“The good news is that without us using these data, Dr. Brenner and his staff would not have known it was not correct,” Murphy said. “Hence, as the U.S. military uses these data to rank schools, discovering this error is very, very important. Also ranking services use these (data) to rank our (high schools) nationally.”
No ACT composite score data for Community High School for the 2020-21 school year is displayed on the ND Insights website.
“For ACT data to be displayed on the ND Insights website, the 11th-grade test takers needed to be enrolled at the Community Alternative High School for at least 120 days,” said Dale Wetzel, DPI public information specialist. “None of the 11th-grade students at the school were enrolled for that long, so their data is not displayed.”
Grand Forks ranks first statewide
Grand Forks Public Schools ranks first among the five largest school districts in the state in terms of ACT composite scores for the 2021-22 school year, according to Dr. Eric Lunn, president of the Grand Forks School Board.
Among the six school systems’ ACT scores for the 2021-22 school year, which were provided recently to the Grand Forks school district, Grand Forks ranks at the top with a score of 20.33 and is followed by Bismarck at 20.28; Fargo, 20.25; West Fargo, 19.00; Mandan, 18.33; and Williston Basin, 18.10, according to the DPI Office of Assessment.
The chart in the initial campaign brochure also outlined the cost per student, in 2020 dollars, in the Grand Forks school district from 2009 to 2020.
According to Kara Welk, assistant director of assessment with the state DPI, the cost per student here was $11,837 in 2018-19; $12,532 in 2019-20; and $13,513 in 2020-21 – the numbers, she said in an email to Brenner in September, “do not align with the chart in the pamphlet.”
Lunn and other education leaders are also troubled by a rumor that Red River High School’s ACT composite score was 14. For the 2020-21 school year, Red River’s ACT composite performance score was 20.19; Grand Forks Central’s was 19.73, according to the DPI.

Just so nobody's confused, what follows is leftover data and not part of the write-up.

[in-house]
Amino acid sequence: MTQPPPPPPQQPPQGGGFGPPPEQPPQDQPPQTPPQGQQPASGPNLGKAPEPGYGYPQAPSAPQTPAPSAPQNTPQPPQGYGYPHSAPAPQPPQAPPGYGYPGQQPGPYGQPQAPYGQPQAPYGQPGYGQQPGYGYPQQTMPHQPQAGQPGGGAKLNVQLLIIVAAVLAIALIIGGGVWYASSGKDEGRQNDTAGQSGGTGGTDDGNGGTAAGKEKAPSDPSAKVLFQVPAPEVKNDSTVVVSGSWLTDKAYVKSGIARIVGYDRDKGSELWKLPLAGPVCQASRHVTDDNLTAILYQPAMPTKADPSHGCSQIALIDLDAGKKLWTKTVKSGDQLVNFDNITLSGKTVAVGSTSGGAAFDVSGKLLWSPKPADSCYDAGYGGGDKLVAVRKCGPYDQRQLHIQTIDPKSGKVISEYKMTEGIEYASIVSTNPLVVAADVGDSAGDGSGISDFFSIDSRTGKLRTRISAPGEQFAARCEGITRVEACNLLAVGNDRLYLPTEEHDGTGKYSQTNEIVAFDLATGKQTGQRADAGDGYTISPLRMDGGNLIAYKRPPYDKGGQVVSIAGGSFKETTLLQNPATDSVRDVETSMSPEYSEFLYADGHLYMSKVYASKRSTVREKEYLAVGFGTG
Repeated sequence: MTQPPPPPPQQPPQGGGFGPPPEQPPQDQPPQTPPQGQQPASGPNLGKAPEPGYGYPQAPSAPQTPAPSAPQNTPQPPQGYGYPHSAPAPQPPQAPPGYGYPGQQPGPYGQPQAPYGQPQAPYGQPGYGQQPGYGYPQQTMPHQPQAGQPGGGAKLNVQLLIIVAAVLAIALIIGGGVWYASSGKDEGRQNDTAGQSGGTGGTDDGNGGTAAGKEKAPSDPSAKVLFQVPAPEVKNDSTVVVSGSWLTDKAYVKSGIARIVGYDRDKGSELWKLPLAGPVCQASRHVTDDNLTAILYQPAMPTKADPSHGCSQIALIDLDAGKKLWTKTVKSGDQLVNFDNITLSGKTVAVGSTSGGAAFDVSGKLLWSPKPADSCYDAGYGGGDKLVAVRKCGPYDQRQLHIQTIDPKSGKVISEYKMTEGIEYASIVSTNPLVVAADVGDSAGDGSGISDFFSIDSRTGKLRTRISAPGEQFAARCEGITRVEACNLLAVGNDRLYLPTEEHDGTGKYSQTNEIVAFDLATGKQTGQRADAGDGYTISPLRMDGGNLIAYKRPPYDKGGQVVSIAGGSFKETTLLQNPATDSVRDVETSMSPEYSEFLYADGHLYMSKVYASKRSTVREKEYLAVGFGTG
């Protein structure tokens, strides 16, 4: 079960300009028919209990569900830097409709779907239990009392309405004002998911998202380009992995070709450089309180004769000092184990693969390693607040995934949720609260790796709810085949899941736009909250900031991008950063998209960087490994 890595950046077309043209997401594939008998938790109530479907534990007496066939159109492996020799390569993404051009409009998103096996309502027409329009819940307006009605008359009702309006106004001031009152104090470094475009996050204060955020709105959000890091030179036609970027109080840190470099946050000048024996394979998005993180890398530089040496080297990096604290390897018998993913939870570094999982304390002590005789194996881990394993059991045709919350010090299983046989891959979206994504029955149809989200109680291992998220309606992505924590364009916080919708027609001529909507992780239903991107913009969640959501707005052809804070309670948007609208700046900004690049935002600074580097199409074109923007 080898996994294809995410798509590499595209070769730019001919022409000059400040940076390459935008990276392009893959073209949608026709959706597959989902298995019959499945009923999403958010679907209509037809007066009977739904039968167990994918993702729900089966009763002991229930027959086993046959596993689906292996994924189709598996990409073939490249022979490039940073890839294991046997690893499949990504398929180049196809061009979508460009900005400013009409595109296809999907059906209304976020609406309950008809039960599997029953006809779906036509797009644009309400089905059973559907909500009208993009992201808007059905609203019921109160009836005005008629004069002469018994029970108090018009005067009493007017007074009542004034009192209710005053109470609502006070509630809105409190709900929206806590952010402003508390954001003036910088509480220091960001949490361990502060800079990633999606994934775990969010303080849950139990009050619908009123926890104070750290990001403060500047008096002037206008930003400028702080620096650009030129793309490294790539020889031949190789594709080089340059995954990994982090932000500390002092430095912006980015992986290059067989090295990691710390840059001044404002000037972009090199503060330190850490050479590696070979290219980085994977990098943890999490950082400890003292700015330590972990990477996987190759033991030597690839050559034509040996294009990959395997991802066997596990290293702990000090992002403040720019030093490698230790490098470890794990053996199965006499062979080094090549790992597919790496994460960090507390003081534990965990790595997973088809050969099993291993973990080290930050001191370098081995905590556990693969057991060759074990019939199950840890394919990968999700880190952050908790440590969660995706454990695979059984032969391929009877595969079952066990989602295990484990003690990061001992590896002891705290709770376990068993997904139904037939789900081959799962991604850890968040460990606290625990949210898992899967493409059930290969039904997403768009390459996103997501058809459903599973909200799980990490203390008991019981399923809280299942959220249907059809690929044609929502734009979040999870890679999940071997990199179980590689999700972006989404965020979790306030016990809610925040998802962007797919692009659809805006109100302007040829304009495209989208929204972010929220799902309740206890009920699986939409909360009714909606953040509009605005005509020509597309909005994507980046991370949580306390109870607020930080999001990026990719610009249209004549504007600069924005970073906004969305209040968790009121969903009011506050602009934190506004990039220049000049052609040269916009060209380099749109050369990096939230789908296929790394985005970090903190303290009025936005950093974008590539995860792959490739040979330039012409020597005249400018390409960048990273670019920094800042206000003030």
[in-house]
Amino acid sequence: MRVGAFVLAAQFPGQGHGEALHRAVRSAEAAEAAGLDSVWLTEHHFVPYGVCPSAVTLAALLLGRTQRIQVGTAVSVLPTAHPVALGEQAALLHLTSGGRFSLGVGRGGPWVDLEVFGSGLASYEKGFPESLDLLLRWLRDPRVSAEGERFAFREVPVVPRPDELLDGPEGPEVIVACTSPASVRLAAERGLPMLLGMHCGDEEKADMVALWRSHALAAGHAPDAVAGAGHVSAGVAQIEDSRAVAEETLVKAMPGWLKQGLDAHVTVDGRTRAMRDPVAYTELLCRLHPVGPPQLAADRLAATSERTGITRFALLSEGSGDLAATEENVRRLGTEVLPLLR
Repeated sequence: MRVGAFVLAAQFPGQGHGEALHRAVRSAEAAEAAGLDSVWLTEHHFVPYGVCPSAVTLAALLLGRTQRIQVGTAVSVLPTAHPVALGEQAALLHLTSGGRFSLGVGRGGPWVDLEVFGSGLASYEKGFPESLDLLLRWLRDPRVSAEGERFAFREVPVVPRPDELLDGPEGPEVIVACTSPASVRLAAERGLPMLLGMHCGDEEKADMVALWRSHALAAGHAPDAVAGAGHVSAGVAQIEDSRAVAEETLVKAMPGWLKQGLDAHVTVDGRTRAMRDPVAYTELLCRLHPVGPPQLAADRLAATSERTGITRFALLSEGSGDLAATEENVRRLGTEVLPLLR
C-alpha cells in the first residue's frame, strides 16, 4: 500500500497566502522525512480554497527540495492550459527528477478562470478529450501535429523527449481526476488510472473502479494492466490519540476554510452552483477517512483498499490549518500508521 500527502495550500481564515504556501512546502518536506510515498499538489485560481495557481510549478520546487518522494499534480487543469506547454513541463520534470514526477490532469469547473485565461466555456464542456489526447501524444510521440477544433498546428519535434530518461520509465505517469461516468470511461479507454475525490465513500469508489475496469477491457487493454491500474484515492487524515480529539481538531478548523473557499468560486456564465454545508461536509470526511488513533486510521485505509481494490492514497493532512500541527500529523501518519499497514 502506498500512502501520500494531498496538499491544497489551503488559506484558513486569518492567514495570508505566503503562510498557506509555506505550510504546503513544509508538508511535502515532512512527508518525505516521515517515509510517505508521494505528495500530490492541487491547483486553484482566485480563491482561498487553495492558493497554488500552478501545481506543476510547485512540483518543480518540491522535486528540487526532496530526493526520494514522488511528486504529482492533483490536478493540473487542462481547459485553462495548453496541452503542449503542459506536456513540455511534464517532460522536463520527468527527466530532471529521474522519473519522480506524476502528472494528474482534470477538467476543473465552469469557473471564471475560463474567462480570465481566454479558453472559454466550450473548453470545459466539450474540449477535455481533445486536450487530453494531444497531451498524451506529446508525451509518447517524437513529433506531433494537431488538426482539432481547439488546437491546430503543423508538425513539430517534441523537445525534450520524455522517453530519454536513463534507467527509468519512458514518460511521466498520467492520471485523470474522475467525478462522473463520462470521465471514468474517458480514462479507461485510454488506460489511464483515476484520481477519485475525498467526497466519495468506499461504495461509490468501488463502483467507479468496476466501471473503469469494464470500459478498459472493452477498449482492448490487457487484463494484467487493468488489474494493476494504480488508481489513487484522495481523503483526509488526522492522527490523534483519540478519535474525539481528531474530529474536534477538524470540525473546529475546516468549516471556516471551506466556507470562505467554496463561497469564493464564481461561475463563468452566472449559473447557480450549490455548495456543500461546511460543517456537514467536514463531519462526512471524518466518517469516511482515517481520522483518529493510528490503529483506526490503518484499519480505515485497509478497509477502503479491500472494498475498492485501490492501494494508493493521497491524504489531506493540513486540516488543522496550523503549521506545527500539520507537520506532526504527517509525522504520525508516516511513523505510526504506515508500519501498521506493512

Participation in ACT test-taking has been 90% at Central High School and 93% at Red River High School, district officials said.
For at least the past three years, the district’s composite scores have been higher than the state average – in 2019-20, 20.33 compared to the state score of 19.58; in 2020-21, 19.97 compared to 19.15; and in 2021-22, 20.33 compared to 19.61, according to the DPI.
An Aug. 26 memo Welk sent to Brenner reveals Community High School’s ACT composite score for the 2021-22 school year is 15.38, and scores for Central and Red River high schools are 20.32 and 20.33, respectively.
The Community High students represent “a totally different population” from the city’s other two high schools, Lunn said.
Brenner said he believes the chart in the initial brochure “puts a false, black eye on the school district. And it’s certainly unfair to the students and support staff.”
Lunn said, “Sometimes false information is worse than no information.”
The state DPI provides detailed data regarding individual districts and schools at www.insights.nd.gov/Education/State/StateAssessment/ACT# .
A page, “Rumor Has It,” on the Grand Forks school district’s website, www.gfschools.org/Page/9488 , presents detailed information and data on academic activities and statistics.